Vincent lived at Schenkweg 138 from 1 January 1882 to 4 July 1882 and had his studio there. It was only a few streets away from the studio of artist Anton Mauve (1838–1888), a key figure in Vincent’s life at the time. On 3 January 1882, just a week after arriving in The Hague after a fierce row with his father, Vincent wrote to his brother Theo that he had rented a studio:
“Now as to me, it will perhaps not be disagreeable for you to learn that I’m installed in a studio of my own. A room and alcove, the light is bright enough, for the window is large (twice as large as an ordinary window), and it’s more or less facing south. I’ve bought furniture in true ‘village constable style’, as you call it, but I think that mine resembles it much more than yours, although it was you who coined the phrase. (I have real kitchen chairs, for example, and a really sturdy kitchen table.) Mauve lent me some money, 100 guilders, to rent it, furnish it and get the window and light fixed up. … And now that I’m in my own studio, it will most probably make a not unfavourable impression on some people who until now have thought that I’m merely dabbling, idling or loafing about. – The plan is that I continue to work regularly from a model. That’s expensive, and yet it’s the cheapest way…” Read the complete letter
Though Vincent would have happily lived in Scheveningen, he liked the studio on the outskirts of The Hague. Having a place of his own where he could paint and draw pleased him:
“Still, I enjoy life and, in particular, having my own studio is too wonderful for words.” Read the complete letter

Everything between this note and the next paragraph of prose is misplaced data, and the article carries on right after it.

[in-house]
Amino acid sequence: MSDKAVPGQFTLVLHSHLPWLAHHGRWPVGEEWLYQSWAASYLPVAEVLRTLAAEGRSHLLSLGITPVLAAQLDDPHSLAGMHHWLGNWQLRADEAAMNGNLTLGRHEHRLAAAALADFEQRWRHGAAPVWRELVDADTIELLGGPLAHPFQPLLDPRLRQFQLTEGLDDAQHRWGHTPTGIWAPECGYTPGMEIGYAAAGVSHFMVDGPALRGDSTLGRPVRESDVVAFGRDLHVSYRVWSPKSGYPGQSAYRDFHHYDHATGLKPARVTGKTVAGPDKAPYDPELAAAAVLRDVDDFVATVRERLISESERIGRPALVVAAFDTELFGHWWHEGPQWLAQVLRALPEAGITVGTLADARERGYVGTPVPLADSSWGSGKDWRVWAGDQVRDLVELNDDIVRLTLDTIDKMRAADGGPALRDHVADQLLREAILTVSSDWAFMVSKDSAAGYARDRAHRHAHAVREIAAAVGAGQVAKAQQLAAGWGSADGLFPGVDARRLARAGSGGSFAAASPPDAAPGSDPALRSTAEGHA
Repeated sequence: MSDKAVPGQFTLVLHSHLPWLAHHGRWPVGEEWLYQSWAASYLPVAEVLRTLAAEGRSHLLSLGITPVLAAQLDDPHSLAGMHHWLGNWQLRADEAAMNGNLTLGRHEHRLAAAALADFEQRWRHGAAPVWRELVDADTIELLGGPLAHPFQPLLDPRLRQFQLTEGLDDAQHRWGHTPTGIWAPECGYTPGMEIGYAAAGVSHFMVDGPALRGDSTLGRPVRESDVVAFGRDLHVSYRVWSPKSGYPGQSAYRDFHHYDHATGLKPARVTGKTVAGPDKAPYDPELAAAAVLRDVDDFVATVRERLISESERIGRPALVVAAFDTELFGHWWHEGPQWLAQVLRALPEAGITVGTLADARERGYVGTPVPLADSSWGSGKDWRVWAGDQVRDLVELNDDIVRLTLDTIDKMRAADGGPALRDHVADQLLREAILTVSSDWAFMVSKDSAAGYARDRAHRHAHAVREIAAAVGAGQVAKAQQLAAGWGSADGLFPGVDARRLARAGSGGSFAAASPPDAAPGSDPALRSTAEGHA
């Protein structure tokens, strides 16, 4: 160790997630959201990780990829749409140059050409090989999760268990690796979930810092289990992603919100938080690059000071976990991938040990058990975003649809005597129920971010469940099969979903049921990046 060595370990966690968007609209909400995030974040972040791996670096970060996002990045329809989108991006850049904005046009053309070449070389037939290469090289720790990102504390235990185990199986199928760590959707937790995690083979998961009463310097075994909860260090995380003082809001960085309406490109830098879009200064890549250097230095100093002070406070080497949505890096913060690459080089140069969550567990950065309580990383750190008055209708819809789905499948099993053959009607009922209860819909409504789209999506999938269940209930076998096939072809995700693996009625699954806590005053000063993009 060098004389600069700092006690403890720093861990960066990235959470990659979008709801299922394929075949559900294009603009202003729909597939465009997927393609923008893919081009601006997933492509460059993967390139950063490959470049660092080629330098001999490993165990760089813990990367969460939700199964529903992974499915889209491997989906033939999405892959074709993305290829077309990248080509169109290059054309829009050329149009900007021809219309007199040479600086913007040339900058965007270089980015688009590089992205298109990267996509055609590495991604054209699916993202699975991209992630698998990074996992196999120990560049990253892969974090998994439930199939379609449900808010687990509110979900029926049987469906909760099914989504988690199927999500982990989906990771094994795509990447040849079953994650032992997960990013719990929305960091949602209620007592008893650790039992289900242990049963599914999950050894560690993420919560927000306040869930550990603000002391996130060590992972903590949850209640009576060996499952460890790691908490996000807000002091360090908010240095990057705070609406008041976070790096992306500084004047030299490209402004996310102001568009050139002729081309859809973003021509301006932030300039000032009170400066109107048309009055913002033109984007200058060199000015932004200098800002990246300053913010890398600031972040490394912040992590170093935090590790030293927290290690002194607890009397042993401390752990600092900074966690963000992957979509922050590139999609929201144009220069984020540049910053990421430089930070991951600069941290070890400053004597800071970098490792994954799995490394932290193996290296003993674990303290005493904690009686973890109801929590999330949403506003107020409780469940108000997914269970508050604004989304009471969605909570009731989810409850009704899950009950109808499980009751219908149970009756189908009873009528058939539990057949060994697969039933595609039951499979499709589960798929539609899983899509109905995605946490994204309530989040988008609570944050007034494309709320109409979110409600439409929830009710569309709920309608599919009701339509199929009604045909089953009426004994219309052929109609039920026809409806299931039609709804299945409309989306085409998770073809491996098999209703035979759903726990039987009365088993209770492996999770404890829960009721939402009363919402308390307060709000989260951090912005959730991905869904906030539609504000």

Schenkweg (later Schenkstraat) then lay just outside the city, behind Rhijnspoor station, which opened in 1870. The neighbourhood was just a few years old when Vincent moved in.
The studio cost him 7 guilders a month. It is likely that there was another tenant, for Vincent rented only part of the upstairs apartment. He often had trouble paying his landlord, Adrianus Johannes van der Drift, because he was not yet earning enough and was frequently short of money. He depended financially on his brother Theo, who sent him 100 francs (about 50 guilders) every month. But Vincent did sell his first drawings while living at the studio. His former employer at Goupil, H.G. Tersteeg, bought one, and his uncle Cor (Cornelis Marinus van Gogh, often referred to as C.M. in correspondence) commissioned him to draw twelve city views. Immediately upon paying for the commission, C.M. asked for six more detailed drawings.
Soon after moving into his studio, Vincent met the pregnant prostitute Clasina Maria “Sien” Hoornik (1850–1904), who became his model and lover. They decided she, her daughter and the new baby would come and live with Vincent. That meant he needed more room, and the house was shabby anyway. So Vincent made plans to move in due course to the building next door at Schenkweg 136, which was more spacious and in better shape. The specific catalyst was damage caused by a storm in late April 1882, after which a carpenter pointed out the adjacent building. Vincent wrote to Theo:
“There’s been a terrible storm here for 3 nights running. In the night from Saturday to Sunday the window of my studio gave out. (The house where I live is very dilapidated.) 4 large panes broken and the window wrenched loose. You can imagine this wasn’t all. The wind came sailing over the flat pastures directly at my window. The fence below was also knocked down, the drawings ripped from the wall, the easel on the floor. I nevertheless tied the window down with my neighbour’s help, and nailed up a woollen blanket against the opening, certainly a metre in size. Didn’t sleep a wink the whole night, as you can imagine. And lots of trouble to fix it because it was Sunday. The landlord is a poor pedlar, he gave me the glass, I paid for the work. All the more reason why I’m thinking of moving next door. There’s an upstairs flat like this.” Read the complete letter
Vincent moved to Schenkweg 136 on 4 July 1882.